From Work to Play in One Long Day
Our ambitious plan for the day was to test Jasonís camera equipment in Mystery Creek #170, break camp and pack everything out (two one-mile round trips), then join Jasonís wife, Lena, at Denali National Park for an afternoon hike several miles up Riley Creek before rafting back down in unfamiliar whitewater and returning over 100 miles by vehicle to Fairbanks. One must try to ignore oneís actual age (59 in my case) when planning such a day. After morning coffee and granola, I prepared to break camp whenever we finish working on the creek. By mid-morning we had assembled all our gear and hauled it to a gravel bar a couple hundred yards downstream to a small pool where Jason was fairly certain there would be Dolly Varden and Arctic grayling to film. The next couple hours were spent (Spent: The wing position of many aquatic insects when they fall on the water after mating. The wings of both sides lay flat on the water. The word may be used to describe insects with their wings in that position, as well as the position itself.) calibrating and testing equipment.
We encountered several logistical and technical problems that Jason would have to address before he could reliably use the large cameras to shoot underwater video. We had hoped to film some Dolly Varden, but had to settle for discovering problems that needed solving before real data could be obtained. This is an inevitable, productive step in the first weeks of any complex new scientific research project.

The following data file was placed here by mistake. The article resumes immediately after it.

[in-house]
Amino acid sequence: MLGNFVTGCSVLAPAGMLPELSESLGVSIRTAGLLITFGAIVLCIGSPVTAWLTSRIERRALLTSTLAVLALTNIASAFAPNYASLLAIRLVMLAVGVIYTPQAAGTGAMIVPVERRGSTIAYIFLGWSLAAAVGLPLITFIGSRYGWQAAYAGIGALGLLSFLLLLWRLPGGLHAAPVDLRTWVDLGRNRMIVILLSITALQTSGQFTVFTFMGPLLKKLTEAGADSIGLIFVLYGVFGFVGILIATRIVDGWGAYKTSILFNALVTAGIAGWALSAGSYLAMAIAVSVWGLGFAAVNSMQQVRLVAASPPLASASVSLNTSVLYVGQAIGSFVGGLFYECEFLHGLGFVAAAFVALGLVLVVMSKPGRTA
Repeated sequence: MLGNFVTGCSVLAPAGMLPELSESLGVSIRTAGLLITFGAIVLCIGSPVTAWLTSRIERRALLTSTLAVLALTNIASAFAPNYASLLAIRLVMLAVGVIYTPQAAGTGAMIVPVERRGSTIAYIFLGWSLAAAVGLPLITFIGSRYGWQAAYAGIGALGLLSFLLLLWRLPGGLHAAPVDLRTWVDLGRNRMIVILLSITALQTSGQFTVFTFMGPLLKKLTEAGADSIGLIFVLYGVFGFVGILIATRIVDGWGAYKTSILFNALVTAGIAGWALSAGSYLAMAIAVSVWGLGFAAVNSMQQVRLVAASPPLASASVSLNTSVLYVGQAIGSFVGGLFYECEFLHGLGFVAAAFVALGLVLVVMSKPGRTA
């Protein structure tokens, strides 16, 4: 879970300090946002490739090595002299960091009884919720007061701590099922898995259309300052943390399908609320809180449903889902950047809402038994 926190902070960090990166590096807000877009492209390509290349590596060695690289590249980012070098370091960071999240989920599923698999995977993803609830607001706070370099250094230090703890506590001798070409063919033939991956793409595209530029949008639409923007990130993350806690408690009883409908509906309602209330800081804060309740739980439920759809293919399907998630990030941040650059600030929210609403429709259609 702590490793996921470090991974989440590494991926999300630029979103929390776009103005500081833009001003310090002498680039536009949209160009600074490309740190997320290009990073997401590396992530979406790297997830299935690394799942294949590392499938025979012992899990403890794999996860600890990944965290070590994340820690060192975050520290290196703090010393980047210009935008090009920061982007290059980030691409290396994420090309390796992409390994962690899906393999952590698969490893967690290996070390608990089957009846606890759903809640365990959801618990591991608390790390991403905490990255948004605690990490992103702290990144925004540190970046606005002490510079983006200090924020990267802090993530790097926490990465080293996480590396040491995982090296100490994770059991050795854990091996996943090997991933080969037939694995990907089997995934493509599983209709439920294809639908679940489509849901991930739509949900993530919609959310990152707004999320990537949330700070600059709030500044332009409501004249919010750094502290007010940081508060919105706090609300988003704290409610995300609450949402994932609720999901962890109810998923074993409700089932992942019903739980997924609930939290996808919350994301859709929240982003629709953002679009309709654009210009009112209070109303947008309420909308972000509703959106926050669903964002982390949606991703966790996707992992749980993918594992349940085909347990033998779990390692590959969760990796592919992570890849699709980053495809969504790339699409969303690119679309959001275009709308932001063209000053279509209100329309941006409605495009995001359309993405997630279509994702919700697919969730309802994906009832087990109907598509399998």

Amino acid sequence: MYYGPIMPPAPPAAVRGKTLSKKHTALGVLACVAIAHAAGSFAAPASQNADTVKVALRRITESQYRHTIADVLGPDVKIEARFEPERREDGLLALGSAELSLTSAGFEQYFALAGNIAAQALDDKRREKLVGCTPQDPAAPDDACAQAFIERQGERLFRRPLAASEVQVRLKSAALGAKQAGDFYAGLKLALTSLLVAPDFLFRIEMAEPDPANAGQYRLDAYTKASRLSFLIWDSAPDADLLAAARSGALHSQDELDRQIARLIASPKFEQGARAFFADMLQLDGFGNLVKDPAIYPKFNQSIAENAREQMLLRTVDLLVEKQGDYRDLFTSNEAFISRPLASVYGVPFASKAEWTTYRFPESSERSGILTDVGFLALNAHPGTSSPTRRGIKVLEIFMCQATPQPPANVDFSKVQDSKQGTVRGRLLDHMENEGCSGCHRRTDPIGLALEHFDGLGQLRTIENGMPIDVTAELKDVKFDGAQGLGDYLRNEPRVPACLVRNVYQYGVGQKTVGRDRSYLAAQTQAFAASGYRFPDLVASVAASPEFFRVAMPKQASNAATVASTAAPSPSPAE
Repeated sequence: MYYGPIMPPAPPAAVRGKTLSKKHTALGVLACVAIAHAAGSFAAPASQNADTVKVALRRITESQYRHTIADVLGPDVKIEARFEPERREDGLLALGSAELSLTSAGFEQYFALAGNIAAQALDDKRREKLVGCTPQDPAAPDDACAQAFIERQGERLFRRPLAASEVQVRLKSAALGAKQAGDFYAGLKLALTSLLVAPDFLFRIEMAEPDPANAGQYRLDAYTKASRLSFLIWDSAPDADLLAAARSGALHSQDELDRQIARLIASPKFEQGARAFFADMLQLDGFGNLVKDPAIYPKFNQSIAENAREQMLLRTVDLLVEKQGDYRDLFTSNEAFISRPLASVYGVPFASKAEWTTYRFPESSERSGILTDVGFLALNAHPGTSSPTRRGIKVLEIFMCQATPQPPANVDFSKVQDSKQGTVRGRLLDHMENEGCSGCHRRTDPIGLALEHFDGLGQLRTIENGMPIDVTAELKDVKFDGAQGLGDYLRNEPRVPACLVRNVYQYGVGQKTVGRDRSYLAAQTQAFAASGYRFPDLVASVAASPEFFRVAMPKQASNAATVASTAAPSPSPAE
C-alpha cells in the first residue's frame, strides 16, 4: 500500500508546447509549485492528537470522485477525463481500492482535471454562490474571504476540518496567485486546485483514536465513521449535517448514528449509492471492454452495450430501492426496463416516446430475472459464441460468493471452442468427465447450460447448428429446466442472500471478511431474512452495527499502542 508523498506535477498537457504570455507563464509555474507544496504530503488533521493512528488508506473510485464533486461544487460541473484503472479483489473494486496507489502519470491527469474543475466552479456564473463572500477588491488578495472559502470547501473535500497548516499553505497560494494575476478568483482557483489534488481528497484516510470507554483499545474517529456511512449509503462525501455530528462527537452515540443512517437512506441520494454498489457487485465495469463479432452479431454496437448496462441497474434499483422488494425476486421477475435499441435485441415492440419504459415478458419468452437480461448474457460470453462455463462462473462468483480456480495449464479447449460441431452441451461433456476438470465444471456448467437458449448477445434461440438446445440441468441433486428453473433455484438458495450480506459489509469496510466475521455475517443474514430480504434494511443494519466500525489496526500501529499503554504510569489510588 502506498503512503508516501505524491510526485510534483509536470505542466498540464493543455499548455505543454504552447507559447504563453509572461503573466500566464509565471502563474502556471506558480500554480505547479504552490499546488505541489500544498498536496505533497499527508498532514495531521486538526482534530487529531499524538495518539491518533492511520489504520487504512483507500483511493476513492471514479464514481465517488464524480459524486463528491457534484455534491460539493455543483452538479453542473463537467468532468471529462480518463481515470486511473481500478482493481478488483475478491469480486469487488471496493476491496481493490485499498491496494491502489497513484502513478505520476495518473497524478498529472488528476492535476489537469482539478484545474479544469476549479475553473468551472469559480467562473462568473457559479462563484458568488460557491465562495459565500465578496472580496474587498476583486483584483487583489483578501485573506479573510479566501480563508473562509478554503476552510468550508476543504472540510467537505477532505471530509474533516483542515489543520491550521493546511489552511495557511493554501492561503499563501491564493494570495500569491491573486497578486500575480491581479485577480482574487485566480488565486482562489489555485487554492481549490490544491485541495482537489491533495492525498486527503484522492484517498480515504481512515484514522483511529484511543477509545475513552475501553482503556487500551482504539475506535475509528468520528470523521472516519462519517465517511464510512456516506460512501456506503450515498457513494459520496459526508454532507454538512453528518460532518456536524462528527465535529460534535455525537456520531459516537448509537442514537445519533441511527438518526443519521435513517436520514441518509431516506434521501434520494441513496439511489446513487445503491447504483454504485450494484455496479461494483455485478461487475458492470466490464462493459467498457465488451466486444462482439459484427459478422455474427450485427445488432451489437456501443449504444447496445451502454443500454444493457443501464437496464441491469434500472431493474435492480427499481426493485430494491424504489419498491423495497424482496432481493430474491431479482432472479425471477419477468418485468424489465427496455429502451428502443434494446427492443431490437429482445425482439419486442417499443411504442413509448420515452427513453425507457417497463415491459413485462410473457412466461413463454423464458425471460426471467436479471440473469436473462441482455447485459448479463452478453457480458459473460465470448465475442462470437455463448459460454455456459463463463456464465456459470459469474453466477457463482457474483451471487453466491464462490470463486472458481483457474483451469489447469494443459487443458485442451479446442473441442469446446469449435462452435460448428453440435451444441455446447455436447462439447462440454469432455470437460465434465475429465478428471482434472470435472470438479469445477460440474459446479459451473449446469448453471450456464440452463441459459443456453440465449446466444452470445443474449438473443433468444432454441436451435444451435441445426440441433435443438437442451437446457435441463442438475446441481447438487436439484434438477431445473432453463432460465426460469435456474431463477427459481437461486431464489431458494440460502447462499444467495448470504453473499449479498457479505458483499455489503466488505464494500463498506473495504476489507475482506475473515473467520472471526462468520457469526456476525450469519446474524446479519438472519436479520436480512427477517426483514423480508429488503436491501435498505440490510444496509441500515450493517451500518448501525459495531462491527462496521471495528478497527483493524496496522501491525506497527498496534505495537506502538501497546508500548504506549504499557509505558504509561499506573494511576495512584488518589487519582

By late morning we were packing up camp and hauling all our gear back to the car. The good trail we cleared yesterday expedited our half-mile treks, but we still had to make two trips each to transport our 300+ pounds of equipment, so we did not get on the road to Denali until well after lunchtime. We met Lena at the Park Visitor Center parking lot where she had been dropped off by shuttle bus from Fairbanks. Jason and I changed clothes and gear from camping/working mode to hiking/rafting mode in the Visitor Center parking lot, much to the amusement of several fashionably dressed tourists from all over the world. By mid-afternoon we were heading up Riley Creek carrying only water, snacks, and inflatable pack rafting gear.
We hiked several miles upstream beyond the usual day-trip tourist area until we reached a very large, steep hill that would take at least an hour or two to circumnavigate to the planned put-in with our packrafts. Judging that we lacked the time to make the full float down, we backtracked down the hill and found a suitable spot to enter the river on a large island of gravel. Denali National Park was quite the setting for a happy couple to celebrate their 4th Wedding Anniversary. Congratulations Jason and Lena!
Near the riverís edge, we encountered three spruce grouse. Typical of their species, they were unconcerned about their safety or the closeness of our cameras.
We made our way to the gravel island, inflated the packrafts, and headed downstream at about 5:30 p.m. Pleasant runs were interspersed with challenging rapids replete with inconveniently placed boulders that required my constant attention to avoid swamping. It was an exhilarating hour of ďin-the-momentĒ paddling that we managed to experience without serious mishap, despite several close calls.
By the time we reached our take-out point on a gravel bar a couple hundred yards from the entrance road to the Park Visitorís Center, we were soaked due to the constant splashing of large standing waves in the more turbulent rapids. Lena was getting chilly, so I agreed to stay with the equipment and deflate the rafts while Jason and Lena hitched a ride to the Visitor Center to retrieve our car. I managed to get everything hauled up to the road by the time they got back in dry clothes and a warm vehicle. We stuffed everything into the back of the RAV4 and headed back to Fairbanks as the sun was setting. What a long and exciting day!
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